Volume 10, Number 2 (July 2013)
Author: Maximiliano E. Korstanje
Book Review of Ervin Laszlo and Denis Kingsley (2013). Dawn of the Akashic Age. New consciousness, quantum resonance and the future of the world. Rochester, New York: Inner Tradition.
Laszlo and D. Kingsley present a philosophical book that connotes the need of a radical shift in the consciousness of humankind. To this change, author employs a neologism, the Akashic-age. This concept represents not only the urgency to reconstruct a new epistemological paradigm, but also focuses on the direction our world should take. The main thesis of this pungent project is that while the old top-down hierarchal mode of power is being employed to foster the centralization of politics, other new flowing system of ideas is being surfaced in parallel. This Akashic age is a novel stage in human collective consciousness.
The book is formed by four sections. The first one refers to the nature and evolutionary race of homo-sapiens in controlling their environs. At a closer look, the imagination of linear evolution depends on one question, what next? The quandary is posed to reconsider to what an extent we are living an outstanding era, a turning point in the human history. Sapiens-sapiens, our specie, exhibit an uncanny capacity to know, its curiosity is determined by environmental evolutionary factors, as well as its ability to manipulate the fire respecting to other hominids. The turning point was given by the fact human beings realized they no longer needed to survive; rather, they were success to establish habitation in a world which may be controlled and dominated.
The history of sapiens is well known. In this trace, we developed a fascinating will for control. The prone to control became in a trend to self-destruction. Given the dilemma that evolution depends on adaptation, we have serious problems to explain the case of humankind:
As Hiroshima, Chernobyl, and, more recently, Fukushima taught us, the genie we have let out of the nucleus of the atom is more powerful and more difficult to tame than all the others. Robots, computers, and the myriad new technologies of automation and communication we have come up with may not turn out to be reliably domesticated, either (p. 14).
It is important not to lose the sight that intelligence must not be equalled to success in adaptation. The question of predictability has been historically studied by genetics that showed that a genetic code encompasses all guidelines to produce life. This work criticizes the idea that points out the information encoded into the ADN chain may be promisingly projected to ensure future of the civilization. What one might see after examining the biological law seems to be that the manipulation of genes has been a legacy brought by Nazi´s ideology. From the end of WWII on, the evolutionary view devoted considerable resources to recreate a new type of subject, stronger, smarter and less prone to aggression and fear. As the previous argument given, the medical discourse emphasizes on the advantage of improving the specie. The homo-sapiens set the pace to the homo-super sapiens. By this dilemma, the problem lies in the fact our ADN will not resolve the problems we have created as civilization. The evolutionary medical paradigm faces big problems because after all, we keep the same DNA charge from the past 100.000 years. What should be seriously debated is the need to alter our sociological law (socio-cultural evolution). Further, the technological advance that has made from science and mobility their main aspects of distinction is not synonymous of moral evolution. Otherwise, we cannot explain why the intellectual sophisticated homeland of Wagner and philosophy paved the pathways to the advent of Adolf Hitler.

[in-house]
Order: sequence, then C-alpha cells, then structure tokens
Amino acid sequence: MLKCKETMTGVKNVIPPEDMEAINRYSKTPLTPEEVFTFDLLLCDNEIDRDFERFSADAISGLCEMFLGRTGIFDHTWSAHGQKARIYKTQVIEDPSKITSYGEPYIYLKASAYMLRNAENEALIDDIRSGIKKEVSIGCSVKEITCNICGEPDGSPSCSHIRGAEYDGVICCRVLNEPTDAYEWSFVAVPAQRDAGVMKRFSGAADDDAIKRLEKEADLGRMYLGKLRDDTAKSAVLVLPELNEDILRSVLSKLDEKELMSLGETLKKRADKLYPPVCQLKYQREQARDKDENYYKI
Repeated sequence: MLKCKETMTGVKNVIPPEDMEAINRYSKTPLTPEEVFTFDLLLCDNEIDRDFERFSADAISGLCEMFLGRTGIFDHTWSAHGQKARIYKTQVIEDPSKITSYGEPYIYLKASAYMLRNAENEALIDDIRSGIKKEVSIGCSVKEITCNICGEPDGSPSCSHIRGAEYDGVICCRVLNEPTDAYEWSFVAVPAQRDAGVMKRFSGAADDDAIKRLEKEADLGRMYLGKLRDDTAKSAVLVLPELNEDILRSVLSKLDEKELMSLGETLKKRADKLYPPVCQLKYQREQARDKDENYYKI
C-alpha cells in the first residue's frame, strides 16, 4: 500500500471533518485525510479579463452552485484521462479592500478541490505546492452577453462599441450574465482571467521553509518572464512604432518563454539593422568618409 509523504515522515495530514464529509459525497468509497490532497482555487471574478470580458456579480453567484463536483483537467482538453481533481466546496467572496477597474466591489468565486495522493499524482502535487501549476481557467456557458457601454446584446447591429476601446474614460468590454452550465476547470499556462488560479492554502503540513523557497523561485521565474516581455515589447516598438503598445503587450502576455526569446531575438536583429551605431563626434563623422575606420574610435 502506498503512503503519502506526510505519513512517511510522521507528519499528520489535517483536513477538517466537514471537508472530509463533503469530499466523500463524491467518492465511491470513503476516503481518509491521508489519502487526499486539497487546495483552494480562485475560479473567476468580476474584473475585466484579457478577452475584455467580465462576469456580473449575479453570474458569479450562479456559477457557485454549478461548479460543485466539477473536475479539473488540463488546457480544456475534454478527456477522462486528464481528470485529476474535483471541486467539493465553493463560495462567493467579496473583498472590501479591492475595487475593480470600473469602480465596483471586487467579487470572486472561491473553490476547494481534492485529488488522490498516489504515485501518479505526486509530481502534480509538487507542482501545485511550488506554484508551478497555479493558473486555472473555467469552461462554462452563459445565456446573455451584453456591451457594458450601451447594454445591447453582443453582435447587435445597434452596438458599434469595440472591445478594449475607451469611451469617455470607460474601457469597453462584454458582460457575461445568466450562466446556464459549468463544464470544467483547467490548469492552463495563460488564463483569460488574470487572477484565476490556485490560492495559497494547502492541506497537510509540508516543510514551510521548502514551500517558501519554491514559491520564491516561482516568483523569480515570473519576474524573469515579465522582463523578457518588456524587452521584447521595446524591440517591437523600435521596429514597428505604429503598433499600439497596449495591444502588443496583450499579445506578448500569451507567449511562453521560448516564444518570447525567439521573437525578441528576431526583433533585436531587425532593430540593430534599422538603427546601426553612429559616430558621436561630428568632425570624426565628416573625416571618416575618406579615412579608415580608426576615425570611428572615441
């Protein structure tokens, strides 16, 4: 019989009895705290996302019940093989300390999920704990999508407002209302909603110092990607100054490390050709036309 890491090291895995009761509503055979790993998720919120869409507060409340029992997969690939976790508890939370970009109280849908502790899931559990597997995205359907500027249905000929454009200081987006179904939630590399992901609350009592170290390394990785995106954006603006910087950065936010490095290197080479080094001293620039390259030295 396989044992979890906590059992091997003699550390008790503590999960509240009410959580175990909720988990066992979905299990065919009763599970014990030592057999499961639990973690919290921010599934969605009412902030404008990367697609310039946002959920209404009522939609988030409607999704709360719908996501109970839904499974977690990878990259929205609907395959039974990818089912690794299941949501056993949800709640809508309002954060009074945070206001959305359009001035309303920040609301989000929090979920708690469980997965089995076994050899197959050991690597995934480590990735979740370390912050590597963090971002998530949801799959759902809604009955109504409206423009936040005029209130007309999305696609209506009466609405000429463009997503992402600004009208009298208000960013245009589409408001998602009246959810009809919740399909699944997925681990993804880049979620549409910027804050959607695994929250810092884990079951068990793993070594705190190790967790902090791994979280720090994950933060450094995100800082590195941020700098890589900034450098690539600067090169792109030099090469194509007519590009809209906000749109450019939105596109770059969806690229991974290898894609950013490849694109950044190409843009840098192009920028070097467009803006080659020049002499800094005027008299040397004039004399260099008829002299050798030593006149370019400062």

Well, this book explains that the technophile has created a non-local point of connection where events in one site affect the system all; Non-locality asneologism has been introduced to understand how the classical connection between cause and effect has been blurred. This does not provide information about what will but what could happen. Thus, the principle of uncertainty plays a pivotal role in postmodern times. The accelerated degree of connectedness increases the vulnerability of people. On this theme second section is based. The third section is plunged to forecasting how the world would be around 2030. The last section explores some valid and fresh educational suggestion to change the current paradigm.
There is a good metaphor for this concept of the world. Think of waves travelling over the surface of the sea. When you look at the surface, you see waves moving toward the shore, waves spreading out behind ships, waves colliding with waves. The waves move from one point on the sea toward another, yet there is nothing in the sea that would move that way: the molecules of water on the surface do not move from one place to another, they just move up and down. The motion of the waves is an illusion, an illusion not in the sense that there would be nothing that would correspond to it, but in that it is not what it appears to be. The waves travel across the surface of the sea, but the water of the sea does not travel (p. 67).
The similarly-minded logic we have shown above can be extrapolated to the current sense of space. Things do not move through space but within space. Everything in this world may exist within the dimension of space. This is exactly what Laszlo & Kingsley calls the “quantum resonance”. In this world, all things we can perceive seem to be linked to a much broader matrix; these things are only one in the matrix. Applied this to the sociological field, authors add, all we are one in this world, we are not separated persons struggling for personal interests with others. At the bottom, the Akashic paradigm reveals that “we belong to the world, and, in the final analysis, we are one with the world” (p. 68).
Undoubtedly, the Akashic paradigm leads to holism. Interconnected with other parts, all things exist through their interactions. The concept of reality is determined by wholeness. This begs a more than exciting point, is mobility conducive to achieve a better world? Detractors of technology advised on the importance to dismantle the hegemony of individualization process. Technology, for them, not only contributed to create an atmosphere of alienation of lay-people, but also to forge an instrumental logic that leads to egoism.